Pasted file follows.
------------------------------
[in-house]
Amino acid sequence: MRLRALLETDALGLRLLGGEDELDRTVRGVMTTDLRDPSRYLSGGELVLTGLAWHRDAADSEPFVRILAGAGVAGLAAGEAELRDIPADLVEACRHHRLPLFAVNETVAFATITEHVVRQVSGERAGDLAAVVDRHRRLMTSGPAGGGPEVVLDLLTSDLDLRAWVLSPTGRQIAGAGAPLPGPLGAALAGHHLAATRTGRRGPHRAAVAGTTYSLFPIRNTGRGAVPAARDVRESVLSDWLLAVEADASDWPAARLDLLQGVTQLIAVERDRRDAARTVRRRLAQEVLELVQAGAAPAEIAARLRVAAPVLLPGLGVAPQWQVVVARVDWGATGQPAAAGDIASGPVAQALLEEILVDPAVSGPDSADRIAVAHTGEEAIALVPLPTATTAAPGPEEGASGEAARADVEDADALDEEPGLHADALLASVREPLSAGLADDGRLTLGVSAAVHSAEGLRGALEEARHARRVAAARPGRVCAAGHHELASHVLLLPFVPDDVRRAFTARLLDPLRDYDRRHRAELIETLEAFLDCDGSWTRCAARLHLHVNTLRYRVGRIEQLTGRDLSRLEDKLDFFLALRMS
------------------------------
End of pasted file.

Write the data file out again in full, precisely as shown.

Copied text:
[in-house]
Amino acid sequence: MRLRALLETDALGLRLLGGEDELDRTVRGVMTTDLRDPSRYLSGGELVLTGLAWHRDAADSEPFVRILAGAGVAGLAAGEAELRDIPADLVEACRHHRLPLFAVNETVAFATITEHVVRQVSGERAGDLAAVVDRHRRLMTSGPAGGGPEVVLDLLTSDLDLRAWVLSPTGRQIAGAGAPLPGPLGAALAGHHLAATRTGRRGPHRAAVAGTTYSLFPIRNTGRGAVPAARDVRESVLSDWLLAVEADASDWPAARLDLLQGVTQLIAVERDRRDAARTVRRRLAQEVLELVQAGAAPAEIAARLRVAAPVLLPGLGVAPQWQVVVARVDWGATGQPAAAGDIASGPVAQALLEEILVDPAVSGPDSADRIAVAHTGEEAIALVPLPTATTAAPGPEEGASGEAARADVEDADALDEEPGLHADALLASVREPLSAGLADDGRLTLGVSAAVHSAEGLRGALEEARHARRVAAARPGRVCAAGHHELASHVLLLPFVPDDVRRAFTARLLDPLRDYDRRHRAELIETLEAFLDCDGSWTRCAARLHLHVNTLRYRVGRIEQLTGRDLSRLEDKLDFFLALRMS